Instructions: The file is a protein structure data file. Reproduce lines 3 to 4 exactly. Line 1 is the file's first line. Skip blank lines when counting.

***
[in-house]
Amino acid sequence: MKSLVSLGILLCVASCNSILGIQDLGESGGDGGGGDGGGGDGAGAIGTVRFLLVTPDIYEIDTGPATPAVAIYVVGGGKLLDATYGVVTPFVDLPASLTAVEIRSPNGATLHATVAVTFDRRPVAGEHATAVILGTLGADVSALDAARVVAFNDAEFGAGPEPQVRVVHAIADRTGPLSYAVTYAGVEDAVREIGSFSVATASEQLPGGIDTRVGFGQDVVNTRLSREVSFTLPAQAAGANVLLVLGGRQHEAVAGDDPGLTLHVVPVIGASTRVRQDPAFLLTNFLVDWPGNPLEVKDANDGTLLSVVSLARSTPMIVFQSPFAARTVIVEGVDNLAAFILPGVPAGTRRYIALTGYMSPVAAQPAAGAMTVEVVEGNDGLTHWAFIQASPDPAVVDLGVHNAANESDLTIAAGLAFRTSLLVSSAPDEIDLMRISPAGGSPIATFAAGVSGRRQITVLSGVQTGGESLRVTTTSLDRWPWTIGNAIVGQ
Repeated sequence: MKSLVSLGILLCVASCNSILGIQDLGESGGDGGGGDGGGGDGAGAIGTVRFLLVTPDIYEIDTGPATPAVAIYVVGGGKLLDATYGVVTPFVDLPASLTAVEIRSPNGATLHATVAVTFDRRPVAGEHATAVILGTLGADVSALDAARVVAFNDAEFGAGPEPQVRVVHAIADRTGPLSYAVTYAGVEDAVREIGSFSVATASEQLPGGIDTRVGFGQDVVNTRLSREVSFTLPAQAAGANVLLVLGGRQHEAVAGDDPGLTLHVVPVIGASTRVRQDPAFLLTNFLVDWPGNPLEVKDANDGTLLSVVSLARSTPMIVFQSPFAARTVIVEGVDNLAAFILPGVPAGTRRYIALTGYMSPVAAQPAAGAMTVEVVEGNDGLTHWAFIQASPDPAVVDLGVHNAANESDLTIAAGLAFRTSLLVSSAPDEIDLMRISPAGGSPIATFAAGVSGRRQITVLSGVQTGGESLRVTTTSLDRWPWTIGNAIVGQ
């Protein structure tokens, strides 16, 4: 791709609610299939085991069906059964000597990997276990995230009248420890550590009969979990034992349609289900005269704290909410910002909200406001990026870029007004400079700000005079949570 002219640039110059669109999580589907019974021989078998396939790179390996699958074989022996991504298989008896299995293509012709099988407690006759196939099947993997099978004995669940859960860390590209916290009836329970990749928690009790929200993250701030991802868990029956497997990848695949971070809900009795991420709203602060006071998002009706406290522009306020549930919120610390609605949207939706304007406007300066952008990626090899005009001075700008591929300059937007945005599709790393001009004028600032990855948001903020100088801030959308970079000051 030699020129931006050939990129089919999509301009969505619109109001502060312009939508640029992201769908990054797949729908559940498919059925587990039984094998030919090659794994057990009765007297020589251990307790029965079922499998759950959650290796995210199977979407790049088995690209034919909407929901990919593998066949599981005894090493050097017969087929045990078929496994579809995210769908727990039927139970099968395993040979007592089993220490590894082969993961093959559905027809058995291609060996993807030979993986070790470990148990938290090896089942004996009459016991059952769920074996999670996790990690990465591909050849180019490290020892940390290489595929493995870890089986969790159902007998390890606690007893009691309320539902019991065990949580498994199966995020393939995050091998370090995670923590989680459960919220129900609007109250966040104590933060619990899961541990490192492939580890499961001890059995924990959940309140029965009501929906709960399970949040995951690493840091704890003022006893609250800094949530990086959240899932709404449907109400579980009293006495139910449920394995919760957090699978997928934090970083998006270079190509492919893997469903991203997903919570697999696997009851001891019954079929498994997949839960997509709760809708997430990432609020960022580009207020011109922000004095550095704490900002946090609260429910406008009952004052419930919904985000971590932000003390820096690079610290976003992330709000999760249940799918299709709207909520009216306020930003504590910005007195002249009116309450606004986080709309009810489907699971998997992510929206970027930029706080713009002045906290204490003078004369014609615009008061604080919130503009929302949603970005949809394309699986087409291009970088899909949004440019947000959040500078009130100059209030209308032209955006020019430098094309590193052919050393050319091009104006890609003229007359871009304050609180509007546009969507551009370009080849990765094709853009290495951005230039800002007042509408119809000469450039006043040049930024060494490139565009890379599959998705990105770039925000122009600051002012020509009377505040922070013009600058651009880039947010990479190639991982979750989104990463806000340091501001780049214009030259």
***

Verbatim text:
Repeated sequence: MKSLVSLGILLCVASCNSILGIQDLGESGGDGGGGDGGGGDGAGAIGTVRFLLVTPDIYEIDTGPATPAVAIYVVGGGKLLDATYGVVTPFVDLPASLTAVEIRSPNGATLHATVAVTFDRRPVAGEHATAVILGTLGADVSALDAARVVAFNDAEFGAGPEPQVRVVHAIADRTGPLSYAVTYAGVEDAVREIGSFSVATASEQLPGGIDTRVGFGQDVVNTRLSREVSFTLPAQAAGANVLLVLGGRQHEAVAGDDPGLTLHVVPVIGASTRVRQDPAFLLTNFLVDWPGNPLEVKDANDGTLLSVVSLARSTPMIVFQSPFAARTVIVEGVDNLAAFILPGVPAGTRRYIALTGYMSPVAAQPAAGAMTVEVVEGNDGLTHWAFIQASPDPAVVDLGVHNAANESDLTIAAGLAFRTSLLVSSAPDEIDLMRISPAGGSPIATFAAGVSGRRQITVLSGVQTGGESLRVTTTSLDRWPWTIGNAIVGQ
């Protein structure tokens, strides 16, 4: 791709609610299939085991069906059964000597990997276990995230009248420890550590009969979990034992349609289900005269704290909410910002909200406001990026870029007004400079700000005079949570 002219640039110059669109999580589907019974021989078998396939790179390996699958074989022996991504298989008896299995293509012709099988407690006759196939099947993997099978004995669940859960860390590209916290009836329970990749928690009790929200993250701030991802868990029956497997990848695949971070809900009795991420709203602060006071998002009706406290522009306020549930919120610390609605949207939706304007406007300066952008990626090899005009001075700008591929300059937007945005599709790393001009004028600032990855948001903020100088801030959308970079000051 030699020129931006050939990129089919999509301009969505619109109001502060312009939508640029992201769908990054797949729908559940498919059925587990039984094998030919090659794994057990009765007297020589251990307790029965079922499998759950959650290796995210199977979407790049088995690209034919909407929901990919593998066949599981005894090493050097017969087929045990078929496994579809995210769908727990039927139970099968395993040979007592089993220490590894082969993961093959559905027809058995291609060996993807030979993986070790470990148990938290090896089942004996009459016991059952769920074996999670996790990690990465591909050849180019490290020892940390290489595929493995870890089986969790159902007998390890606690007893009691309320539902019991065990949580498994199966995020393939995050091998370090995670923590989680459960919220129900609007109250966040104590933060619990899961541990490192492939580890499961001890059995924990959940309140029965009501929906709960399970949040995951690493840091704890003022006893609250800094949530990086959240899932709404449907109400579980009293006495139910449920394995919760957090699978997928934090970083998006270079190509492919893997469903991203997903919570697999696997009851001891019954079929498994997949839960997509709760809708997430990432609020960022580009207020011109922000004095550095704490900002946090609260429910406008009952004052419930919904985000971590932000003390820096690079610290976003992330709000999760249940799918299709709207909520009216306020930003504590910005007195002249009116309450606004986080709309009810489907699971998997992510929206970027930029706080713009002045906290204490003078004369014609615009008061604080919130503009929302949603970005949809394309699986087409291009970088899909949004440019947000959040500078009130100059209030209308032209955006020019430098094309590193052919050393050319091009104006890609003229007359871009304050609180509007546009969507551009370009080849990765094709853009290495951005230039800002007042509408119809000469450039006043040049930024060494490139565009890379599959998705990105770039925000122009600051002012020509009377505040922070013009600058651009880039947010990479190639991982979750989104990463806000340091501001780049214009030259």